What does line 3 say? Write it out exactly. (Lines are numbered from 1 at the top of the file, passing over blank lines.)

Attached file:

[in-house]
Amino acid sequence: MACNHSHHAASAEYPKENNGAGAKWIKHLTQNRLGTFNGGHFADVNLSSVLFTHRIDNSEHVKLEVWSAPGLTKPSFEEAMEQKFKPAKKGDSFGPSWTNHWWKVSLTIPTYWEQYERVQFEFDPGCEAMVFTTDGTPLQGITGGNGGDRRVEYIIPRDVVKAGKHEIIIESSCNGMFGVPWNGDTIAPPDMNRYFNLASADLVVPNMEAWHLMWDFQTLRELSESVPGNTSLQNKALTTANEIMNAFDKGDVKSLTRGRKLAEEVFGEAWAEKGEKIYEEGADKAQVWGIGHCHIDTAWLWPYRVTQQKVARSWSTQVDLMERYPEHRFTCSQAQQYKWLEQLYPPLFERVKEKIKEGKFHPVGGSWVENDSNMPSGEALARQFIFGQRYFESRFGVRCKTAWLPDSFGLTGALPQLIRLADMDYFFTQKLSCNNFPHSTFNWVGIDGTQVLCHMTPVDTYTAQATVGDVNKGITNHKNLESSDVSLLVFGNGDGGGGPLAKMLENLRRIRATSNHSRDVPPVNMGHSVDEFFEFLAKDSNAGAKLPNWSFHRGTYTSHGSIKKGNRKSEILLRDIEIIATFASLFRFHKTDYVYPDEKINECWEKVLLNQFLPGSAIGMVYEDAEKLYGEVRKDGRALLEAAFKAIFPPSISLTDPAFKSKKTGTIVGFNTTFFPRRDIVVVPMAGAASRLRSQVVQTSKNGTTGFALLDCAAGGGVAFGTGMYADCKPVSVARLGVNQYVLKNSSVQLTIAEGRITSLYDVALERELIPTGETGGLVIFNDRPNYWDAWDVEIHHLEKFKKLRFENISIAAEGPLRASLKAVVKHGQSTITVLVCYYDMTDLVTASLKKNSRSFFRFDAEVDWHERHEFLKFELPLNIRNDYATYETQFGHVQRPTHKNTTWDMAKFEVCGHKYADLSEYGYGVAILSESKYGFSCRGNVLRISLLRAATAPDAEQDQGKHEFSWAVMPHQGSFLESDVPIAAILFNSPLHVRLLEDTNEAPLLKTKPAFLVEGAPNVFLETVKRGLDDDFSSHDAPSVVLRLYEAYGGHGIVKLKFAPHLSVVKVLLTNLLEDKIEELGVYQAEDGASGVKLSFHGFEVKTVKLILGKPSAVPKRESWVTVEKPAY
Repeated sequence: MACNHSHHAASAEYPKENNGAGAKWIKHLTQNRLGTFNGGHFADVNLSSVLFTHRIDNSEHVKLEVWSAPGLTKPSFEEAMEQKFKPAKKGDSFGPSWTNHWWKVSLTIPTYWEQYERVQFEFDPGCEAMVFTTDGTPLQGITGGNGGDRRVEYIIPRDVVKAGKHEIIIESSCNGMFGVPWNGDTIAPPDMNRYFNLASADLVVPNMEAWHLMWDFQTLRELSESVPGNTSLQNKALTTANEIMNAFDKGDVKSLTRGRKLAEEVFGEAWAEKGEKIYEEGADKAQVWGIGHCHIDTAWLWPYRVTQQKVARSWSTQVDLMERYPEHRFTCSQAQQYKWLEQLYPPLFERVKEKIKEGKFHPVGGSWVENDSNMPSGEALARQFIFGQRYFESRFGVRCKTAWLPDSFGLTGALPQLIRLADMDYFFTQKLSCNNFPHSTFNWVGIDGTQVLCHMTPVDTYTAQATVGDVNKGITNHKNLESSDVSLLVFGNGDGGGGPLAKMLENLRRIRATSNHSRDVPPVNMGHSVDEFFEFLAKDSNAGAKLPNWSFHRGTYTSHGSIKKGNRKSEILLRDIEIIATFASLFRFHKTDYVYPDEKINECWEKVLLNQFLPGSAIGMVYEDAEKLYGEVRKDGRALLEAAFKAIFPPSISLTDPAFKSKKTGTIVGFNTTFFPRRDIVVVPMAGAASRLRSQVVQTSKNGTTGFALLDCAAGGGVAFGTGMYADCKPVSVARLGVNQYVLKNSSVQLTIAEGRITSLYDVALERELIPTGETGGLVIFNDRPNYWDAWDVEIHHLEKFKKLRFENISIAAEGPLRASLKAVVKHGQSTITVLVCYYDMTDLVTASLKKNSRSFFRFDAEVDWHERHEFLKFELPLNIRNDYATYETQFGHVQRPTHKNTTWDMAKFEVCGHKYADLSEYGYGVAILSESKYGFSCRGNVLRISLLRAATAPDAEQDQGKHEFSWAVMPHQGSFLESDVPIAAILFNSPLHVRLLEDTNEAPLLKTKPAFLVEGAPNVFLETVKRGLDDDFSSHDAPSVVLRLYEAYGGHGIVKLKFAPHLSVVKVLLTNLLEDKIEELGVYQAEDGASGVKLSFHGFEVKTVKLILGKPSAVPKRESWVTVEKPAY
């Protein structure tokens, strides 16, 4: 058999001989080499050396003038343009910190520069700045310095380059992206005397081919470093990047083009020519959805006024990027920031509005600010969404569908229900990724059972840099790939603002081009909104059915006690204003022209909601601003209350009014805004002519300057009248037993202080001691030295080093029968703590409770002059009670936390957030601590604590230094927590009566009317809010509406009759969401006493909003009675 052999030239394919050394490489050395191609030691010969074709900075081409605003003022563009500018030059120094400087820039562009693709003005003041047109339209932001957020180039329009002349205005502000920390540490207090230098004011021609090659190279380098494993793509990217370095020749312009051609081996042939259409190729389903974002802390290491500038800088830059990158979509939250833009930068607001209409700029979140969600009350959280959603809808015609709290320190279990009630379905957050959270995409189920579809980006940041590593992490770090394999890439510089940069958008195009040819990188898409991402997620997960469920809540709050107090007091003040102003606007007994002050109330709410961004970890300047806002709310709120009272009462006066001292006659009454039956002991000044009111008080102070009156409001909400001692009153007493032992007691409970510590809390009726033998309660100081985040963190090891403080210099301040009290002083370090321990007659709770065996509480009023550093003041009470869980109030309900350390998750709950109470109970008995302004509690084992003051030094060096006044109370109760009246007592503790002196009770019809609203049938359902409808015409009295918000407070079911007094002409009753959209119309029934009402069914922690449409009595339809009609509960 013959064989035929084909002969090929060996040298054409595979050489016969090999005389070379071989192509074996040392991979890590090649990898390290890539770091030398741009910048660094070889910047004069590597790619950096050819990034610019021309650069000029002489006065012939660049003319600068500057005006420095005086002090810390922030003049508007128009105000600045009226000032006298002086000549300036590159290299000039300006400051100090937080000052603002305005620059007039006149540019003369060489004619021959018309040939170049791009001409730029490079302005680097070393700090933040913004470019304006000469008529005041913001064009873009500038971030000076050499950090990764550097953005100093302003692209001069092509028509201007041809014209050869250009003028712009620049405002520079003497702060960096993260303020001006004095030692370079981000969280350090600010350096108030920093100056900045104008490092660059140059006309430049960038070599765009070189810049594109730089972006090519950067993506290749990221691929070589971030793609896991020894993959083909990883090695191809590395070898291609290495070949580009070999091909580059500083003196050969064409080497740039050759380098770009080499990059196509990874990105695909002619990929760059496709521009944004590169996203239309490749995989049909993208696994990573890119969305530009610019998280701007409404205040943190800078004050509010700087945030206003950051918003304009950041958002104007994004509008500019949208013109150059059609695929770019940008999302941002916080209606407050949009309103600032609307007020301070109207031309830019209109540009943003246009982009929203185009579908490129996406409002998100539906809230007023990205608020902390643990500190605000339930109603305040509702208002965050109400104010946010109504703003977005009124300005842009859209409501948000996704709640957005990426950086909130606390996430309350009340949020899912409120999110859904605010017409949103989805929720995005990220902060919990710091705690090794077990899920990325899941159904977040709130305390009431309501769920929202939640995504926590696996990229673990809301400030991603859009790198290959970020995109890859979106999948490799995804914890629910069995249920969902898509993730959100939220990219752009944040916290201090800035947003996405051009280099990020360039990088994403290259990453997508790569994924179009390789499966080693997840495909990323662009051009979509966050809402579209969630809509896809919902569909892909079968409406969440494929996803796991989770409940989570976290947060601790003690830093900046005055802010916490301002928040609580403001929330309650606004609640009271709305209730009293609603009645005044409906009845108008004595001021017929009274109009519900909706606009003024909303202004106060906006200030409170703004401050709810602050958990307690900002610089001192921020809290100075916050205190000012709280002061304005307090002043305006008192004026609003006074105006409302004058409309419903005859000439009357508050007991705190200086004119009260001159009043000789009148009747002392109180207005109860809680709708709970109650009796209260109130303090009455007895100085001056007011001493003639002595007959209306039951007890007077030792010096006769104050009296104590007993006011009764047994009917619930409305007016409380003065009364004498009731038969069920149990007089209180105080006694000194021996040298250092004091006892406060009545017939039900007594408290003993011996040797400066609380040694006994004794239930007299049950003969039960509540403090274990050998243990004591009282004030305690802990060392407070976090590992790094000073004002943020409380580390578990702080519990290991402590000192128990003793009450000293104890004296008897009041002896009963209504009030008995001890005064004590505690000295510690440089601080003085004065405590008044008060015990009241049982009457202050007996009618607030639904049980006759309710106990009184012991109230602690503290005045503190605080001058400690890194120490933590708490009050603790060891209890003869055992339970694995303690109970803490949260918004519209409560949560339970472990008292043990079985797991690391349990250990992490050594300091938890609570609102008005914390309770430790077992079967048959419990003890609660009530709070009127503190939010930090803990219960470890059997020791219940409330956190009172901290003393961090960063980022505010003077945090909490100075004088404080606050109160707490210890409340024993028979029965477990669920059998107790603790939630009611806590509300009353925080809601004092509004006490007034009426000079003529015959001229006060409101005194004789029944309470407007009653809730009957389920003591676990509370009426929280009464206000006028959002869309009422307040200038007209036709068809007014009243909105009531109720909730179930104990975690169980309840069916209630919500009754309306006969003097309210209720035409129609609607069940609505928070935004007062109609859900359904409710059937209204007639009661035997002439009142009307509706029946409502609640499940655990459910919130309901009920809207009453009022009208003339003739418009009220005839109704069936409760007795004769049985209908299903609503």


Repeated sequence: MACNHSHHAASAEYPKENNGAGAKWIKHLTQNRLGTFNGGHFADVNLSSVLFTHRIDNSEHVKLEVWSAPGLTKPSFEEAMEQKFKPAKKGDSFGPSWTNHWWKVSLTIPTYWEQYERVQFEFDPGCEAMVFTTDGTPLQGITGGNGGDRRVEYIIPRDVVKAGKHEIIIESSCNGMFGVPWNGDTIAPPDMNRYFNLASADLVVPNMEAWHLMWDFQTLRELSESVPGNTSLQNKALTTANEIMNAFDKGDVKSLTRGRKLAEEVFGEAWAEKGEKIYEEGADKAQVWGIGHCHIDTAWLWPYRVTQQKVARSWSTQVDLMERYPEHRFTCSQAQQYKWLEQLYPPLFERVKEKIKEGKFHPVGGSWVENDSNMPSGEALARQFIFGQRYFESRFGVRCKTAWLPDSFGLTGALPQLIRLADMDYFFTQKLSCNNFPHSTFNWVGIDGTQVLCHMTPVDTYTAQATVGDVNKGITNHKNLESSDVSLLVFGNGDGGGGPLAKMLENLRRIRATSNHSRDVPPVNMGHSVDEFFEFLAKDSNAGAKLPNWSFHRGTYTSHGSIKKGNRKSEILLRDIEIIATFASLFRFHKTDYVYPDEKINECWEKVLLNQFLPGSAIGMVYEDAEKLYGEVRKDGRALLEAAFKAIFPPSISLTDPAFKSKKTGTIVGFNTTFFPRRDIVVVPMAGAASRLRSQVVQTSKNGTTGFALLDCAAGGGVAFGTGMYADCKPVSVARLGVNQYVLKNSSVQLTIAEGRITSLYDVALERELIPTGETGGLVIFNDRPNYWDAWDVEIHHLEKFKKLRFENISIAAEGPLRASLKAVVKHGQSTITVLVCYYDMTDLVTASLKKNSRSFFRFDAEVDWHERHEFLKFELPLNIRNDYATYETQFGHVQRPTHKNTTWDMAKFEVCGHKYADLSEYGYGVAILSESKYGFSCRGNVLRISLLRAATAPDAEQDQGKHEFSWAVMPHQGSFLESDVPIAAILFNSPLHVRLLEDTNEAPLLKTKPAFLVEGAPNVFLETVKRGLDDDFSSHDAPSVVLRLYEAYGGHGIVKLKFAPHLSVVKVLLTNLLEDKIEELGVYQAEDGASGVKLSFHGFEVKTVKLILGKPSAVPKRESWVTVEKPAY